Being Easter weekend with fine weather it was busy, but not more so than summer of 2014. Quite a number of families there with young children. While it is relatively easier to get to the beach at Lulworth Cove, it takes effort to safely down the narrow steps to reach the beach at Durdle Door. Some children played at the beach, with sand bucket, shovel or other beach day paraphernalia, others flew kites on the fields. It was lovely to see children and adults alike having fun.

The two attractions are 1 mile apart from each other and there is parking lot at each end. You pay for parking per car but no other admission charge. There is however more service options at Lulworth Cove, where there is the pretty Lulworth village, a visitor center, cafes and shops. We parked at Lulworth Cove, picked up some Cornish beef pasty and sausage roll from the Coffee Shop next to the visitor center and had a nice picnic at Durdle Door before heading back.

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Lyme Regis

Lyme Regis is a picturesque seaside town on the hill. Its water front area, featuring promenade, garden, and beach, was lively with visitors and holiday makers alike. Towards the western end is its harbor. Famously known as the Cobb, it owes its fame to being featured in novels like Persuasion and French Lieutenant’s Woman. From the Cobb, you enjoy lovely views of the town, sea, and Golden Cap, the highest point of south England.

Jane Austen holidayed in Lyme Regis herself. We did a Jane Austen tour with Literary Lyme. It was a 1 hour walk starting from the black metal anchor on the water by Rock Point Inn. The tour stayed mostly close to the seaside and ended at the Cobb. The material was interesting enough but the delivery and commentary by our guide was a bit of a lack luster.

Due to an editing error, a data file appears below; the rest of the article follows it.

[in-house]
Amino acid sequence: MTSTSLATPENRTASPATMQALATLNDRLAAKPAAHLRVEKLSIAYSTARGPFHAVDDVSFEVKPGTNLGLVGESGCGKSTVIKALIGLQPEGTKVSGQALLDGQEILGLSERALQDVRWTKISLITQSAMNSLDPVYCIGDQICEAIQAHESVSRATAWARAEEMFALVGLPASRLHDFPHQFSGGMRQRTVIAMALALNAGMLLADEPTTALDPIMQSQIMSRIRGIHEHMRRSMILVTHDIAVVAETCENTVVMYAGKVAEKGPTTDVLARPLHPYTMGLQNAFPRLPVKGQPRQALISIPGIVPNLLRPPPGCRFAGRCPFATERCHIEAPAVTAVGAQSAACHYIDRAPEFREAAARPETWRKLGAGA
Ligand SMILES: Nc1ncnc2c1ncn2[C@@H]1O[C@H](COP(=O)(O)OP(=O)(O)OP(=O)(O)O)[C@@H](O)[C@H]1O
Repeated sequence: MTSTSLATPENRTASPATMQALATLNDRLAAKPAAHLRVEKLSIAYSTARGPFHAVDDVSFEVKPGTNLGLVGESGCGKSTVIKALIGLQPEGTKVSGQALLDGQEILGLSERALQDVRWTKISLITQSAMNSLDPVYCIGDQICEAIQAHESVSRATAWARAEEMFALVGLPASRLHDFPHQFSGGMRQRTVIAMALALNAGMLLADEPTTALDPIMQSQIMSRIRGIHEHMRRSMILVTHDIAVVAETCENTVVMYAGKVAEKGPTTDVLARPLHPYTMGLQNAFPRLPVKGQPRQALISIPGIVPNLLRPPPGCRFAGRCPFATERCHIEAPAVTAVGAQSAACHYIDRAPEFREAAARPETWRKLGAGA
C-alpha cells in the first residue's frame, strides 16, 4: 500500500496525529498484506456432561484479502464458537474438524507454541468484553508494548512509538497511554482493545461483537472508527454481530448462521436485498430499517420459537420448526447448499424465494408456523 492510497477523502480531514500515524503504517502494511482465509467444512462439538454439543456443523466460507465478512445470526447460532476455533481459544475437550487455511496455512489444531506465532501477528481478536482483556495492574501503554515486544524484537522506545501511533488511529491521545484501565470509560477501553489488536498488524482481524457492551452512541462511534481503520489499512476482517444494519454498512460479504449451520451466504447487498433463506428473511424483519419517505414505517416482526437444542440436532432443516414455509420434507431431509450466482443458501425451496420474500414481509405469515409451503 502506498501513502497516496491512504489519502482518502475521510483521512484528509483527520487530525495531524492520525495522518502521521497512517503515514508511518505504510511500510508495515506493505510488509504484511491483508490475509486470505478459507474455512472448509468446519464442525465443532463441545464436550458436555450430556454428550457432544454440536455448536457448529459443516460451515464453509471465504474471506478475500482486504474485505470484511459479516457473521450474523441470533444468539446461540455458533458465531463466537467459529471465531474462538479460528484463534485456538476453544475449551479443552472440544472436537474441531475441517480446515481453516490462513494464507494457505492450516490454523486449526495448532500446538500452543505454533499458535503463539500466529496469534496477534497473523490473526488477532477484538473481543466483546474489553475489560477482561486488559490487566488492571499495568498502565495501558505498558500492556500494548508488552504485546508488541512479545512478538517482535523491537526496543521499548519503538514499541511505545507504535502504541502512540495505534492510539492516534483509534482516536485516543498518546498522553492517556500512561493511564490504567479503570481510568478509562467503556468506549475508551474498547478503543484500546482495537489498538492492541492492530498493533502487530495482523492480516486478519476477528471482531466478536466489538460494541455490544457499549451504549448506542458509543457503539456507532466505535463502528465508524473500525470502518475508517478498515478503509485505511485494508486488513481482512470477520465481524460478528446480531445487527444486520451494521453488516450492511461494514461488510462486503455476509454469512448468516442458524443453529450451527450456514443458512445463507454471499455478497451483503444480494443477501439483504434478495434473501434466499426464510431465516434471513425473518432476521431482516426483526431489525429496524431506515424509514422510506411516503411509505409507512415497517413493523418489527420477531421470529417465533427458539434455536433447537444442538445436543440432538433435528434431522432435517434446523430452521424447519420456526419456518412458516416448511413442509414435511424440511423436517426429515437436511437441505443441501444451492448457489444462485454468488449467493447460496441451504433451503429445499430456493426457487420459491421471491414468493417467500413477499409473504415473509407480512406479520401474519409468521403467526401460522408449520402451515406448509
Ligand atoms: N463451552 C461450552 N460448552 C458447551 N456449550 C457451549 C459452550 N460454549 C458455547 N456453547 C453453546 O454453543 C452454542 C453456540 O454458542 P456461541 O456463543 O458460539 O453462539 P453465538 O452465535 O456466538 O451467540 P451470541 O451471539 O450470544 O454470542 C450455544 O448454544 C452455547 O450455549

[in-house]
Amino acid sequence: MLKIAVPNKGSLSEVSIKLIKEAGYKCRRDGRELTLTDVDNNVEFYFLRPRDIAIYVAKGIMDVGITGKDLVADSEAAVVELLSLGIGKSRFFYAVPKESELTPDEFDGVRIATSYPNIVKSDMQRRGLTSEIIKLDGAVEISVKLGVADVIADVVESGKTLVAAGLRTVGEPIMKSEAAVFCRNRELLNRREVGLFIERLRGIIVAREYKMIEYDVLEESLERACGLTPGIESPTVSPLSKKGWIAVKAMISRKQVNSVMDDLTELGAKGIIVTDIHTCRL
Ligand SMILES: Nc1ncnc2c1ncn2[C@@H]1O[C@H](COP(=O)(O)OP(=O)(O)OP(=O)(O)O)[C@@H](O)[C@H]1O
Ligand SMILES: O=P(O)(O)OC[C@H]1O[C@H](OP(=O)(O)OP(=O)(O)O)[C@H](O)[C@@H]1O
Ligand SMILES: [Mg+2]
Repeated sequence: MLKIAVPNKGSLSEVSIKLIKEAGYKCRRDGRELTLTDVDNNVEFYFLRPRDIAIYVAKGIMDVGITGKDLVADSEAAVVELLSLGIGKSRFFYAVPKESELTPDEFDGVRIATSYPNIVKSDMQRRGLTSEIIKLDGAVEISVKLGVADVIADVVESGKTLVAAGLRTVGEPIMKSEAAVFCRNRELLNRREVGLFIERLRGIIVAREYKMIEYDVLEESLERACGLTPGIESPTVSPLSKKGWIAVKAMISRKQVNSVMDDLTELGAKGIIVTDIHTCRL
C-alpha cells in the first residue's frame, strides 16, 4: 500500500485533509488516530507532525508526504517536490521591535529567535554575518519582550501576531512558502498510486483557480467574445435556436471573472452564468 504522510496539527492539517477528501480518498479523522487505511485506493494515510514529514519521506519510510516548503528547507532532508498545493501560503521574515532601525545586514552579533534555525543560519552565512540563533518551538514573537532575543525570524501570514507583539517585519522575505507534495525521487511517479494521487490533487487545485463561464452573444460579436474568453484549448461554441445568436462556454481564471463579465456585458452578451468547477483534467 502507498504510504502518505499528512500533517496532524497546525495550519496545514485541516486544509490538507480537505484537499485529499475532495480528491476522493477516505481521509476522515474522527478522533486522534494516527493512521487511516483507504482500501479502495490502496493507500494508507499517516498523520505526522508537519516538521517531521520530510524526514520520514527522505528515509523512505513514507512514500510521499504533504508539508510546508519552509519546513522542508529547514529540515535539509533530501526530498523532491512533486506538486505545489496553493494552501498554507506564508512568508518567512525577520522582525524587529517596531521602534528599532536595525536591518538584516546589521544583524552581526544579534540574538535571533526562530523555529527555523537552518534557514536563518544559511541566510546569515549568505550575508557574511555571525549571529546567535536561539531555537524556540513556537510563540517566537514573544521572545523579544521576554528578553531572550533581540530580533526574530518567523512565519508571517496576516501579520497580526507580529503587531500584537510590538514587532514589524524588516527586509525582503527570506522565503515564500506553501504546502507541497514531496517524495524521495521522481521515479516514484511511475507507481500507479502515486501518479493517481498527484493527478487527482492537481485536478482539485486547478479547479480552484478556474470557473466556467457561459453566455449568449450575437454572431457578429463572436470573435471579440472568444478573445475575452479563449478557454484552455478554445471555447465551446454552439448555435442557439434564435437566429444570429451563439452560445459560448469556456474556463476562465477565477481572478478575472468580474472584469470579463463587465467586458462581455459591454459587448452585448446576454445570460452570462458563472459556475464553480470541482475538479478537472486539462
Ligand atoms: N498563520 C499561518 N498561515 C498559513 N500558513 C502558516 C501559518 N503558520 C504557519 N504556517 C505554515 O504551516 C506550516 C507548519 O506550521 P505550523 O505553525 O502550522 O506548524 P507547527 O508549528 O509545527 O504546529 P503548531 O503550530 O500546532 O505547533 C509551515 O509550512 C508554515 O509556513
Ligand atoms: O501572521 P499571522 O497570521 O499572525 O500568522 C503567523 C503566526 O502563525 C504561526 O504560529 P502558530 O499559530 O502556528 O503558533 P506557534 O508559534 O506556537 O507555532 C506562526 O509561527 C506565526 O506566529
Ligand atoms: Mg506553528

The Spittles is a National Trust owned natural area located on the hill top northeast of town where you can look down to a nice picture of Lyme Regis. It is free to the public.

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Stonebarrow Hill and Golden Cap on Lagon Hill

East of Charmouth, a town east of Lyme Regis, there is Stonebarrow Hill, also National Trust owned natural area on the clifftop. There is ample parking at this site. Follow the path to the cliff, you’ll be rewarded by beautiful views, including that of Charmouth and Lyme Regis further west. Parking is free here and there is no charge to do the walk.

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Further eastward is Logan Hill. Another National Trust owned natural area on the clifftop, parking here is a minimal of 50p and there is no charge for taking the walk. A short walk will take you to Golden Cap where another set of stunning views await.

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Hardy Country

Dorset, where Thomas Hardy was born and lived most of his life, is Hardy’s inspiration and in turn most of his novels are set in towns and villages of Dorset. Hardy Trail is a circular route that features all of them. Thanks to my neighbor and friend Carole, I was armed with a detailed guide to the trail. Although we did not get to visit all featured destinations, I thoroughly enjoyed those I visited.

Higher Bockhampton/Stinsford/Lower Bockhampton

Thomas Hardy was born in Higher Bockhampton, a hamlet 10 minutes north east of Dorcester. The cottage built by his grandfather and father is now a National Trust property open to the public. In addition to the cottage itself, surrounding area has been preserved as natural area for a peaceful walk. Higher Bockhampton is featured in Hardy’s novel as Higher Mellstock.

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Stinsford is a cute little hamlet few minutes south.  While Thomas Hardy is interred at Poet’s Corner at Westminster Abbey, his heart was and some of his family were buried at St Michael’s Church in the village. Stinsford is Mellstock in Hardy’s novels.

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Lower Bockhampton is another small hamlet a few minutes southeast of Stinsford. Thomas Hardy was believed to be one of the first pupils at the Old School.